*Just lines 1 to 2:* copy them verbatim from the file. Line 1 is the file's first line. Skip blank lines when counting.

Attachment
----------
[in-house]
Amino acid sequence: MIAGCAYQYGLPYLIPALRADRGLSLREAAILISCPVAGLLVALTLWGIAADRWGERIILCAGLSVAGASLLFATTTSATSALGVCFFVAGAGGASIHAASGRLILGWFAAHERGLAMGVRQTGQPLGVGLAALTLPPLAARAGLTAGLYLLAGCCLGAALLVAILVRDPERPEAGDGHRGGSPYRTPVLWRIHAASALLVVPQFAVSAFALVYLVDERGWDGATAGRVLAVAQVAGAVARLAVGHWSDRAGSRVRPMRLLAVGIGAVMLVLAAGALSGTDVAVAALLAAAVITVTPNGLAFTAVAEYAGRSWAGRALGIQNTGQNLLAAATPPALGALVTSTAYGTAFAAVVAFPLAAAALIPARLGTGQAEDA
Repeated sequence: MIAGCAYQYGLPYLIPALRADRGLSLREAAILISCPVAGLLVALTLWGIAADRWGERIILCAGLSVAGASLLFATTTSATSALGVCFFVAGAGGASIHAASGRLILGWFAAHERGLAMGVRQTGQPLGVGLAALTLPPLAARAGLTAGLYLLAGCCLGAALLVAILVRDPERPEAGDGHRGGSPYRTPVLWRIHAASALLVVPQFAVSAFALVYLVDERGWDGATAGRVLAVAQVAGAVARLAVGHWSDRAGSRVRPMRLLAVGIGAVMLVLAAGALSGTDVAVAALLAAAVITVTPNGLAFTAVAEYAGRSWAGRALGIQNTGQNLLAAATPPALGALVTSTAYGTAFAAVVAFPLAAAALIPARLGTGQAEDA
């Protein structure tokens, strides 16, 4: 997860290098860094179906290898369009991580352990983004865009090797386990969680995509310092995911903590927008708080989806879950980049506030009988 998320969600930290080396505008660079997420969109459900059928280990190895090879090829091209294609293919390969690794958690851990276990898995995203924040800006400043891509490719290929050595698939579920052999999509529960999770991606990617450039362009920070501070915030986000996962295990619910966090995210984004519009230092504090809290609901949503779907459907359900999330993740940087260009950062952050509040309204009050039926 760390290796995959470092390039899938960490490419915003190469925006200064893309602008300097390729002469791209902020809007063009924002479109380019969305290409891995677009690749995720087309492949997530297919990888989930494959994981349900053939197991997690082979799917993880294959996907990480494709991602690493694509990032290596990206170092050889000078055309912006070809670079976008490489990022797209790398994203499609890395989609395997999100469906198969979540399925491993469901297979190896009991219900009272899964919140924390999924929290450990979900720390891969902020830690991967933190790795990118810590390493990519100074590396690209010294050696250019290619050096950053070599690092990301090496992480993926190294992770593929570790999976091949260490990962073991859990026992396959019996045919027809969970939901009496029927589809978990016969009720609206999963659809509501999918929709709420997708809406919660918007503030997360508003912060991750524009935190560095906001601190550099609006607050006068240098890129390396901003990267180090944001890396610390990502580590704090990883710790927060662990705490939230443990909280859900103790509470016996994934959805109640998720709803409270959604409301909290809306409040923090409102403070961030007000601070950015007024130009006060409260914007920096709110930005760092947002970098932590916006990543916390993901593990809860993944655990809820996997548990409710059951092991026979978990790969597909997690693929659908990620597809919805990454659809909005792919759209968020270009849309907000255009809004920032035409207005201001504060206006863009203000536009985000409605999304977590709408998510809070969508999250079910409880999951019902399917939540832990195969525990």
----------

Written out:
[in-house]
Amino acid sequence: MIAGCAYQYGLPYLIPALRADRGLSLREAAILISCPVAGLLVALTLWGIAADRWGERIILCAGLSVAGASLLFATTTSATSALGVCFFVAGAGGASIHAASGRLILGWFAAHERGLAMGVRQTGQPLGVGLAALTLPPLAARAGLTAGLYLLAGCCLGAALLVAILVRDPERPEAGDGHRGGSPYRTPVLWRIHAASALLVVPQFAVSAFALVYLVDERGWDGATAGRVLAVAQVAGAVARLAVGHWSDRAGSRVRPMRLLAVGIGAVMLVLAAGALSGTDVAVAALLAAAVITVTPNGLAFTAVAEYAGRSWAGRALGIQNTGQNLLAAATPPALGALVTSTAYGTAFAAVVAFPLAAAALIPARLGTGQAEDA